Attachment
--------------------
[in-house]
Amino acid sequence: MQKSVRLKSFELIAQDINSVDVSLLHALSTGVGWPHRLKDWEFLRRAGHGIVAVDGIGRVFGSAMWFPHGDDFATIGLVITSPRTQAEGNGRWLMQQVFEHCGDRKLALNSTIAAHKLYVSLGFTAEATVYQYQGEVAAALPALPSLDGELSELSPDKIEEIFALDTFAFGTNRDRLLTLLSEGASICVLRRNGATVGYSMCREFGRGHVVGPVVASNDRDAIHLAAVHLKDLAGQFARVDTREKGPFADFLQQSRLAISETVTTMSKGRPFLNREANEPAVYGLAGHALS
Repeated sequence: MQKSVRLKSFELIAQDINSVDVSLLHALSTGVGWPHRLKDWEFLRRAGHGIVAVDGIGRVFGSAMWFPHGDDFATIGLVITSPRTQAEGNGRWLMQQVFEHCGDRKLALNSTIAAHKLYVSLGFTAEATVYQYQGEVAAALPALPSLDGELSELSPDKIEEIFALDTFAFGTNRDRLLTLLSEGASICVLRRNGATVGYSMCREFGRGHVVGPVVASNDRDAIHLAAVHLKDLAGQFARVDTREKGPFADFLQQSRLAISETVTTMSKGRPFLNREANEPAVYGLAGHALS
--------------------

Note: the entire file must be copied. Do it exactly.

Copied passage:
[in-house]
Amino acid sequence: MQKSVRLKSFELIAQDINSVDVSLLHALSTGVGWPHRLKDWEFLRRAGHGIVAVDGIGRVFGSAMWFPHGDDFATIGLVITSPRTQAEGNGRWLMQQVFEHCGDRKLALNSTIAAHKLYVSLGFTAEATVYQYQGEVAAALPALPSLDGELSELSPDKIEEIFALDTFAFGTNRDRLLTLLSEGASICVLRRNGATVGYSMCREFGRGHVVGPVVASNDRDAIHLAAVHLKDLAGQFARVDTREKGPFADFLQQSRLAISETVTTMSKGRPFLNREANEPAVYGLAGHALS
Repeated sequence: MQKSVRLKSFELIAQDINSVDVSLLHALSTGVGWPHRLKDWEFLRRAGHGIVAVDGIGRVFGSAMWFPHGDDFATIGLVITSPRTQAEGNGRWLMQQVFEHCGDRKLALNSTIAAHKLYVSLGFTAEATVYQYQGEVAAALPALPSLDGELSELSPDKIEEIFALDTFAFGTNRDRLLTLLSEGASICVLRRNGATVGYSMCREFGRGHVVGPVVASNDRDAIHLAAVHLKDLAGQFARVDTREKGPFADFLQQSRLAISETVTTMSKGRPFLNREANEPAVYGLAGHALS